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Debris Shelter

Making a debris shelter is a very personalized thing. One has to make them several times to get the specifications fit to one’s spacial/dimensional needs.

Site selection is also very important. I chose an area that was on a bit higher ground than the surrounding area to prevent water running into my shelter and flooding.

First I find a “Y” stick that is about as tall as my waist and a ridge pole to run from the Y stick that is perhaps 2-3 feet longer than I am to make sure I can fit in. If one wants to be super efficient, the narrowed spot that one can’t fit in should be filled in with leaves.

This is my just over waist high Y stick with the ridge pole.

 

Begin filling in the skeleton. I like to make sure the sticks are filled in quite thick. I have seen people do it with less sticks, but in my opinion, this will prevent leaves from falling in as well as as further protect one from the elements, especially the wind. The more one adds and more time one spends on it the better it will be.

Beginning to fill in skeleton.

 

 

Further filled in side-view

 

Rear view

 

Front view of the skeleton

 

From here one begins to pile leaves on top of the structure. The more the better. The general rule is that one should have enough leaves that one can stick one’s arm up to the elbow into the leaf pile. Place some “leaf stabilizing sticks” on top of the leaves. This doesn’t have to be as intricate as the structural skeleton. It will serve the purpose of preventing one’s leaves from blowing away.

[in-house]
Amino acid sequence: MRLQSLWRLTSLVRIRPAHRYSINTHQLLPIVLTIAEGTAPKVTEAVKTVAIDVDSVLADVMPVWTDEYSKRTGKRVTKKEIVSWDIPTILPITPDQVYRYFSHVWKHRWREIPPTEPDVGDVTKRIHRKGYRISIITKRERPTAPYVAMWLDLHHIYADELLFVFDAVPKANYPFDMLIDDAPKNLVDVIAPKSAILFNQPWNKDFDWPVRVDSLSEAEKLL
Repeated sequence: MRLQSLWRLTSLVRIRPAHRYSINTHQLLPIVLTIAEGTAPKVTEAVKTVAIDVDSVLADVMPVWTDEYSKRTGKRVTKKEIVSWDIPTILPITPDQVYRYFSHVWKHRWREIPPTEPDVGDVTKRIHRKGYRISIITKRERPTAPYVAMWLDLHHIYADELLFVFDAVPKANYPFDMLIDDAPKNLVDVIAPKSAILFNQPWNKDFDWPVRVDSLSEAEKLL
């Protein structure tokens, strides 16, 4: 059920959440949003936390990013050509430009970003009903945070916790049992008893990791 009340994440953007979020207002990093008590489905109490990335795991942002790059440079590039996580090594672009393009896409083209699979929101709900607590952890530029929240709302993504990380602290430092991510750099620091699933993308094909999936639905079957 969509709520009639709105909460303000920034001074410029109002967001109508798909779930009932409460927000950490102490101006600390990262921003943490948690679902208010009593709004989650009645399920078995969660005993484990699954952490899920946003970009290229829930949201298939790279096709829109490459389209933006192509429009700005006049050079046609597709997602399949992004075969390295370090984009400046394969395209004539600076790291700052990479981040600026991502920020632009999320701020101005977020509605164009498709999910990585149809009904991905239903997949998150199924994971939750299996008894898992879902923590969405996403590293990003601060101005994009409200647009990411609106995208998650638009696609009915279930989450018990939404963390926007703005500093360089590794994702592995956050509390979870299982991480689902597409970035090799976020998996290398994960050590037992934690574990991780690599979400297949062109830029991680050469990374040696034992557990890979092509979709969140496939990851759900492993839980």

A finished debris shelter will be about half arm to full arms’ deep with leaves. This will help insulate the inhabitant and further help to waterproof the shelter. There is a pile of leaves on the bottom left corner of the shelter that will be pulled in with the dweller to help plug the shelter and help prevent the escape of heat.

 

It is not only the outside environment that can strip you of your heat. The ground itself will suck the heat out of you if you do not insulate yourself from it. Cover the floor of the shelter with leaves, ferns, pin boughs, etc to really protect yourself from losing heat to the earth itself.

To sleep in a debris shelter, one crawls into it backwards and (typically) face down. Gather a bunch of leaves at the doorway so that when one crawls in, the leaves can be pulled in as a “plug” and further keep heat in.

Minimizing space in the debris shelter is the name of the game. I want a little bit of dead air space and enough space so that I can move just a little bit. If I have more space than that, my body will be heating all that extra air, which is less efficient. If it is a cold nigh, one’s clothing could even be filled with leaves to help further insulate body heat.

The choice of location also too into account all of those trees that surrounded the area. They were not big enough to fall on me and hurt me (widow makers weren’t there), and they also added a nice canopy to further protect me from the rain and break up the wind.

About Bruce Pandoff

Bruce Pandoff
I live in Michigan's Upper Peninsula. I am a wildland firefighter, wilderness medical first responder, and attended NMU for environmental conservation.I much enjoy practicing primitive skills, researching ancient societies and cultures, and focus a lot of time and energy on studying plants and fungi.